Cheers,
Chris

On Tue, Jun 29, 2010 at 12:14 PM, Christopher Wassman
<[hidden email]> wrote:

> Here's a bit more info, perhaps useful...
>
> For whatever reason
>
> Inside of
> OBRotorList::FindRotors
>
> The call to HasFixedAtoms() returns false, even though I've previously
> specified constraints to the setup of the force field.
>
> So... it seem that _fix is empy (HasFixedAtoms() is declared in
> include/openbabel/rotor.h)
>
> Seems _fix is not in sync with _constraints._fixed
>
> Anyway, it would seem that the rotor search codes should be calling
> OBRotorList.SetFixAtoms(...) specifying the _fixed OBBitVec from
> _constraints... but I can't find any where they are doing so.
>
> At least that's my naive take on it.  I must admit my C++ is very
> rusty and I've just started looking at this code base last week, so
> take this with the appropriate caution. :)
>
> Cheers,
> Chris.
>
> On Mon, Jun 28, 2010 at 7:43 AM, Noel O'Boyle <[hidden email]> wrote:
>> I've never used OBConstraints, but just as general advice: when
>> setting up the forcefield, you should ensure that (a) the atoms have
>> 3D coordinates, (b) hydrogens have already been added, and (c) that
>> calling the Setup function is successful.
>>
>>  // We pass the constraints as argument for Setup()
>>      if (!pFF->Setup(mol, constraints)) {
>>      cerr << "ERROR: could not setup force field." << endl;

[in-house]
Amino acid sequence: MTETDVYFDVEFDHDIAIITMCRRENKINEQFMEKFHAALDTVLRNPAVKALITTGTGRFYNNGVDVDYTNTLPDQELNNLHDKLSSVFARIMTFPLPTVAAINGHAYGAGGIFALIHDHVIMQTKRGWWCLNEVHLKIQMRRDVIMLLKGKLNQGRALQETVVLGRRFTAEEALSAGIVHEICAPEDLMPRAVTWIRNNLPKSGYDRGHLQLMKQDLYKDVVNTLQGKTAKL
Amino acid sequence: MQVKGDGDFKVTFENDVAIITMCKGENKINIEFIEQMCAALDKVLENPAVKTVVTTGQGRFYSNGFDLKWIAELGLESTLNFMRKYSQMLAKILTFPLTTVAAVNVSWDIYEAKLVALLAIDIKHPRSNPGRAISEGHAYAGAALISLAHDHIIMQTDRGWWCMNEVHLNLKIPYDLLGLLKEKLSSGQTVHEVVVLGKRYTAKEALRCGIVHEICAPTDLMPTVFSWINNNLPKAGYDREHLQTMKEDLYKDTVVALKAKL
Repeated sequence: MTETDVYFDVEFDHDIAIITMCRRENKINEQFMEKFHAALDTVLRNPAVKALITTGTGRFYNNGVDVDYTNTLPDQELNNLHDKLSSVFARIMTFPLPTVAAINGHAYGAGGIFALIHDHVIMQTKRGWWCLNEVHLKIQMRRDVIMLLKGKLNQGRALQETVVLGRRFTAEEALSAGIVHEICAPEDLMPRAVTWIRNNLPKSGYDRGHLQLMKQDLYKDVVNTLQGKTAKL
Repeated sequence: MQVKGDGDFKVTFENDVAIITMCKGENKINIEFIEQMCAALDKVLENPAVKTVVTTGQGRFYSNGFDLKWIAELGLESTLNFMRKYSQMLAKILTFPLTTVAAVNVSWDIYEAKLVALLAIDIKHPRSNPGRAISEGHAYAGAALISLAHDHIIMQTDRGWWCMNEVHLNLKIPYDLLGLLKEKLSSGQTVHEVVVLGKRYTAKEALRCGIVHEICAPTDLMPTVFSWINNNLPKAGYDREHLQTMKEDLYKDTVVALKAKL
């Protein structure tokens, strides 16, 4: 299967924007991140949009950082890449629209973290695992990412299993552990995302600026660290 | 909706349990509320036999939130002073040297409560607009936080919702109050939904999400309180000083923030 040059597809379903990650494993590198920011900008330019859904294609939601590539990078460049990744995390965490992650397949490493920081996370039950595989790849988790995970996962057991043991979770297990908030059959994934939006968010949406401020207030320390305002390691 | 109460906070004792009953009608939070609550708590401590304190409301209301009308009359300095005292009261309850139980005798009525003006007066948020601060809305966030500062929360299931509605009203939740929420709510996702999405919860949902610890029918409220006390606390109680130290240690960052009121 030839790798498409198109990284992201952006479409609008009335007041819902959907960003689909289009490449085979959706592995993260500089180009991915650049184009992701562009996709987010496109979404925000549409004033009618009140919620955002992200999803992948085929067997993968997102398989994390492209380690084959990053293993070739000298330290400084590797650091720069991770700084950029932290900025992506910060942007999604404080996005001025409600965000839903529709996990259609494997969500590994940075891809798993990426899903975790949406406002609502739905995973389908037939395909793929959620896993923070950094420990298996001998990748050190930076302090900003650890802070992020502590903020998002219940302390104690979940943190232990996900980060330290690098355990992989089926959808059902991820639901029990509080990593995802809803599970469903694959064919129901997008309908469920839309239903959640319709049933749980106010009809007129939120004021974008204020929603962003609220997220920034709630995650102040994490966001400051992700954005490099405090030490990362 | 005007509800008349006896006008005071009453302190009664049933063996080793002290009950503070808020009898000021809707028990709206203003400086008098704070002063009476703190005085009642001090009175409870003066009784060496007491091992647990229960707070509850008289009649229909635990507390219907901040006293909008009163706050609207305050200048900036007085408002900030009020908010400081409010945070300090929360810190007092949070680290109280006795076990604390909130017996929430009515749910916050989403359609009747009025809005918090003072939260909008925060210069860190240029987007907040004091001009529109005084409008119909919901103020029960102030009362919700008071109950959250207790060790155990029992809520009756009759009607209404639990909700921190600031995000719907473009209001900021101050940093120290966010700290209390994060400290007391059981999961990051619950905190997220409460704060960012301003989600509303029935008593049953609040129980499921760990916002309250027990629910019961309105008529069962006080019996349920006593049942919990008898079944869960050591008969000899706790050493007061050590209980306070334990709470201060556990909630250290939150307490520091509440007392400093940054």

>>      }
>>
>> - Noel
>>
>> On 25 June 2010 01:03, Christopher Wassman <[hidden email]> wrote:
>>> Tried to implement fixing atoms as part of a conformational search....
>>>  as a straightforward
>>> modification of the 'obconformer' tool.... but perhaps I'm missing
>>> something.  I'm using the source from
>>> openbabel-2.2.3
>>>
>>>
>>> I simply added this (in the "while(ifs.peek() != EOF && ifs.good())" loop):
>>>
>>>      OBFFConstraints constraints;
>>>      int i = 0;
>>>      for (i=1; i<=3; i++) {
>>>          cout << " Fixing atom index " << i << "...\n";
>>>          OBAtom *atom;
>>>          atom = mol.GetAtom(i);
>>>          if (!atom->IsHydrogen())
>>>          {
>>>             constraints.AddAtomConstraint(i);
>>>          }
>>>          else
>>>          {
>>>             cerr << "Error! heavy atoms first !" << endl;
>>>          }
>>>      }
>>>
>>>      pFF->Setup(mol,constraints);